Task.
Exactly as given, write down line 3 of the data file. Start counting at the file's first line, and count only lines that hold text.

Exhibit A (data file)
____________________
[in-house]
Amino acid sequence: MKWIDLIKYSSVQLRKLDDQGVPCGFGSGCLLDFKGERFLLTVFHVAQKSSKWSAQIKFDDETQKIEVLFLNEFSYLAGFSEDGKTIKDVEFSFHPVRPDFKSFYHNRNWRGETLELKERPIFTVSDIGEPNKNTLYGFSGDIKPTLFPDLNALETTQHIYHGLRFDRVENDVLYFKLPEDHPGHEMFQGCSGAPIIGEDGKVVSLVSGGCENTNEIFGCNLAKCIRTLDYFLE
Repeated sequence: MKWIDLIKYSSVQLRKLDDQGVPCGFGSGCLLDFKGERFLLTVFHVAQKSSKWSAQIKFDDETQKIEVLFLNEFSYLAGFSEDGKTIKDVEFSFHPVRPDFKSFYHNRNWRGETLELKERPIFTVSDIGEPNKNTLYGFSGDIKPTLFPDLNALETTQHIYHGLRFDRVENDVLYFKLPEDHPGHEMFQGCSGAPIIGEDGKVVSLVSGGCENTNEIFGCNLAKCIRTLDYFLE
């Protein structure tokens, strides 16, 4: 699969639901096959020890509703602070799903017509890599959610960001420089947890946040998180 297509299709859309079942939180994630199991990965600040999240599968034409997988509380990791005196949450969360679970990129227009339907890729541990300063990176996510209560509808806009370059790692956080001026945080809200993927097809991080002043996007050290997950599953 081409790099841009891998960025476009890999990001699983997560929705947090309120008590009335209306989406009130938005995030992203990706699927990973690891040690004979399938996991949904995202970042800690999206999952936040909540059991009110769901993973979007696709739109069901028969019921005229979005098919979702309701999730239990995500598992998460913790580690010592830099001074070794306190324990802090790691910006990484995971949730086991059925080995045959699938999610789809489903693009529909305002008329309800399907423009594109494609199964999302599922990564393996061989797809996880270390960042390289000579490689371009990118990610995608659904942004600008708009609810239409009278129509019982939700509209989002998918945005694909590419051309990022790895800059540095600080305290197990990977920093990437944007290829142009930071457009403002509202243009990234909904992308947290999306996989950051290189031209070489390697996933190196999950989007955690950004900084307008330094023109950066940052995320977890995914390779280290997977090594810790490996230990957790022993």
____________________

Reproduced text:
Repeated sequence: MKWIDLIKYSSVQLRKLDDQGVPCGFGSGCLLDFKGERFLLTVFHVAQKSSKWSAQIKFDDETQKIEVLFLNEFSYLAGFSEDGKTIKDVEFSFHPVRPDFKSFYHNRNWRGETLELKERPIFTVSDIGEPNKNTLYGFSGDIKPTLFPDLNALETTQHIYHGLRFDRVENDVLYFKLPEDHPGHEMFQGCSGAPIIGEDGKVVSLVSGGCENTNEIFGCNLAKCIRTLDYFLE